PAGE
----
General Ulysses S. Grant is best remembered today as a war-winning general, and he certainly deserves credit for his efforts on behalf of the Union. But has he received too much credit at the expense of other men? Have others who fought the war with him suffered unfairly at his hands? In General Grant and the Verdict of History: Memoir, Memory, and the Civil War, Professor Frank P. Varney examines Grant’s relationship with three noted Civil War generals: the brash and uncompromising “Fighting Joe” Hooker; George H. Thomas, the stellar commander who earned the sobriquet “Rock of Chickamauga”; and Gouverneur Kemble Warren, who served honorably and well in every major action of the Army of the Potomac before being relieved less than two weeks before Appomattox, and after he had played a prominent part in the major Union victory at Five Forks.
In his earlier book General Grant and the Rewriting of History, Dr. Varney studied the tempestuous relationship between Grant and Union General William S. Rosecrans. During the war, Rosecrans was considered by many of his contemporaries to be on a par with Grant himself; today, he is largely forgotten. Rosecrans’s star dimmed, argues Varney, because Grant orchestrated the effort. In General Grant and the Verdict of History, Varney continues his study of Grant and that his memoirs have heavily shaped how the war is remembered (and written about) today.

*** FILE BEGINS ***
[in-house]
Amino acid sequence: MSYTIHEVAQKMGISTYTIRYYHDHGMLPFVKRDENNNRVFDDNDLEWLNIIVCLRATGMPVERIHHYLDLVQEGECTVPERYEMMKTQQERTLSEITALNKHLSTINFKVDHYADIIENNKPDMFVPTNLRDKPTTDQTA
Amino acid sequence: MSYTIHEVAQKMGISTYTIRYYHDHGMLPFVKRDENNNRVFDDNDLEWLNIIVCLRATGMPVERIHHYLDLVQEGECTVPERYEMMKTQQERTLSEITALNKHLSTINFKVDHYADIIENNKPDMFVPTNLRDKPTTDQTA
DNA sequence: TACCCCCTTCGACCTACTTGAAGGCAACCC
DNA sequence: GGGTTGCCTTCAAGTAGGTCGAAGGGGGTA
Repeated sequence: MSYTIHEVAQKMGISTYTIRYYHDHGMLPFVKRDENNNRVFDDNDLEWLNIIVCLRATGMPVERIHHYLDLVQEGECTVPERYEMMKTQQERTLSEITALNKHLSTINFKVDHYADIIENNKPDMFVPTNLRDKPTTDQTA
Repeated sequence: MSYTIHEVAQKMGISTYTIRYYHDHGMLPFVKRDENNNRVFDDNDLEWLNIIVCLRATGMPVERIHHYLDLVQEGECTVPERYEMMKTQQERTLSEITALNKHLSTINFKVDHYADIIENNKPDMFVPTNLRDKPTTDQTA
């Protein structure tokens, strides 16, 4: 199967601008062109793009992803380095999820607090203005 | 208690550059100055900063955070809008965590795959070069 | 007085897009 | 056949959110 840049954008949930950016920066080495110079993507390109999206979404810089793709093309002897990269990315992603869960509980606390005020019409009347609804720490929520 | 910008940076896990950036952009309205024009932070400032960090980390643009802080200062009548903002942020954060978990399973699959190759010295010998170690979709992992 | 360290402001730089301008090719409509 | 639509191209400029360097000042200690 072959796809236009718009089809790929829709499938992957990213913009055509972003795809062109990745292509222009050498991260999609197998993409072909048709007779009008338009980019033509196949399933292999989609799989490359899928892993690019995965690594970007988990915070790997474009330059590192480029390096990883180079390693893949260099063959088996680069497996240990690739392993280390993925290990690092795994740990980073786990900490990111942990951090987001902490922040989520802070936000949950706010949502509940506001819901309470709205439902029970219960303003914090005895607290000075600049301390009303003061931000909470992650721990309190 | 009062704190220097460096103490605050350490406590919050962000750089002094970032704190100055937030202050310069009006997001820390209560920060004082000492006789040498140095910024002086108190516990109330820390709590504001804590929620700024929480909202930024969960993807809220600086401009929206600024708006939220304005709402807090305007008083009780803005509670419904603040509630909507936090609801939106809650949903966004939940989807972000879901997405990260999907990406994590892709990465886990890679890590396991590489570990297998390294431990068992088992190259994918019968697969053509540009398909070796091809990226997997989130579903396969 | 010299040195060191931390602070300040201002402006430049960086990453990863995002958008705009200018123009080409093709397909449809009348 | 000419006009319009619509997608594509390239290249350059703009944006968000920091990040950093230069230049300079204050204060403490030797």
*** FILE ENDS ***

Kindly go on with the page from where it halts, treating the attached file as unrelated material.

Unbeknownst to most students of the war, Grant used his official reports, interviews with the press, and his memoirs to influence how future generations would remember the war and his part in it. Aided greatly by his two terms as president, by the clarity and eloquence of his memoirs, and in particular by the dramatic backdrop against which those memoirs were written, our historical memory has been influenced to a degree greater than many realize. It is beyond time to return to the original sources—the letters and journals and reports and memoirs of other witnesses and the transcripts of courts-martial—to examine Grant’s story from a fresh perspective. The results are enlightening, and more than a little disturbing.
Frank Varney earned his undergraduate degree at William Paterson University and his MA and Ph.D. at Cornell University. He is a recently retired Distinguished Professor of US and Classical History and has been the recipient of multiple teaching awards. Dr. Varney is available to take student groups to historic sites - especially Civil War battlefields - and makes frequent speaking appearances before Civil War roundtables, historical societies, and other interested groups; he has also been the keynote speaker at several veterans’ memorial dedications and has made numerous radio and TV appearances.